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Editor,—HIV retinopathy is a benign abnormality of uncertain aetiology which was first described in AIDS patients in 1982.1 The retinal findings comprise cotton wool spots similar in appearance to those found in diabetes mellitus and immune complex disorders.2 While it may be associated with asymptomatic HIV infection the retinopathy is generally regarded as a feature seen in patients with laboratory evidence of significant immune deficiency.3 We report a patient in whom HIV retinopathy was noted during an acute seroconversion illness—a finding which has not been previously described.
A 44 year old heterosexual white woman presented to the regional infection unit with a 5 day history of myalgia, arthralgia, fever anorexia, and watery diarrhoea. On examination a diffuse macular rash was noted, there was generalised lymphadenopathy and cotton wool spots were noted on ophthalmoscopy of the right retina (Fig 1). Her diarrhoea persisted despite the absence of enteropaths and she was found to have an inflammatory infiltrate on rectal biopsy. Despite normal appearances on barium enema and multiple normal colonic biopsies she was thought likely to have mild inflammatory bowel disease and was treated with corticosteroids and mesalazine. Following discharge on this regimen her diarrhoea settled but she continued to lose weight. When readmitted 2 months later the cotton wool spots were again noted on examination. No other disease process liable to cause these was identified; her blood pressure was never higher than 140 mm Hg systolic/80 mm Hg diastolic, erythrocyte sedimentation rate was only 30 mm in the first hour, and autoantibody screen was negative—and in light of her ongoing weight loss, the patient was tested for HIV and found to be antibody positive. Retrospective analysis of stored serum from her first admission showed the presence of HIV antigen with undetectable antibody, indicating that she was undergoing a seroconversion illness at that time. Her absolute CD4+ lymphocyte count on the second admission was 220 cells ×106/l.
Her later clinical course following the diagnosis of HIV infection showed a rapid progression of the disease with a marked decline in CD4+ cell count and development of AIDS within 6 months of diagnosis (AIDS wasting being the AIDS defining illness). Her response to antiviral therapy was poor, leading to death 21 months after presentation.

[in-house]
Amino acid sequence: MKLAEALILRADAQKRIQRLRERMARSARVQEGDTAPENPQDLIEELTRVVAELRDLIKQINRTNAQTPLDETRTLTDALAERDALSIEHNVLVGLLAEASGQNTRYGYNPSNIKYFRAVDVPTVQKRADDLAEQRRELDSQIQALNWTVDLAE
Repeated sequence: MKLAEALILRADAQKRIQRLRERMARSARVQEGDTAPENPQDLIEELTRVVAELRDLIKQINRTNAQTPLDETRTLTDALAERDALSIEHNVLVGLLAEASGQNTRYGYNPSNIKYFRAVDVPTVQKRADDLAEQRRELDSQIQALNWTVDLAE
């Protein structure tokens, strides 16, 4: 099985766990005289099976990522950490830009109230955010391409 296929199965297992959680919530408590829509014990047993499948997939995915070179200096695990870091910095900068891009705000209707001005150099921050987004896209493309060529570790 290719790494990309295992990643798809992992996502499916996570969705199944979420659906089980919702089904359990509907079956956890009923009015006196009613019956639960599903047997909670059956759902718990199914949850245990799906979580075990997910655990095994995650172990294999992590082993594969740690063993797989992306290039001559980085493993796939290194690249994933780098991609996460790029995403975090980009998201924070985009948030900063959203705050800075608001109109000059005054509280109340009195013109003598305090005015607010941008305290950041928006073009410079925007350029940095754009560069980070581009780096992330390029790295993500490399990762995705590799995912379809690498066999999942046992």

HIV retinopathy is a benign feature of HIV disease which is principally recognised in patients with symptomatic disease or significantly reduced CD4+ cell counts.4 The aetiology is poorly understood and has variously been suggested to be due to circulating immune complexes1 or to direct infection of the retina by the human immunodeficiency virus.5
In the patient described cotton wool spots were ultimately attributed to her HIV disease and had been present since her presentation during a seroconversion illness. This finding has not been previously reported. Although she had a significantly depleted CD4+ cell count when it was first measured (several months after seroconversion) no measurement of her lymphocyte subsets was made at the onset of her illness and the degree of immunodeficiency associated with the acute seroconversion is therefore unknown. It is recognised that patients can progress rapidly from seroconversion to profound immunodeficiency and AIDS6-8 and that seroconversion itself can be associated with a marked fall in CD4+ cell count. The latter may have been relevant in our patient whose retinopathy may have reflected the severity of her seroconversion and the concomitant CD4+ lymphocyte depletion. Whether this finding of retinopathy during seroconversion is of any clinical value in aiding diagnosis or as a predictor of the subsequent clinical course is not clear, although it is interesting to note that progression to AIDS was rapid in this case. In the experience of the authors the finding proved helpful in stimulating consideration of the diagnosis in a patient with no obvious risk factors for HIV infection.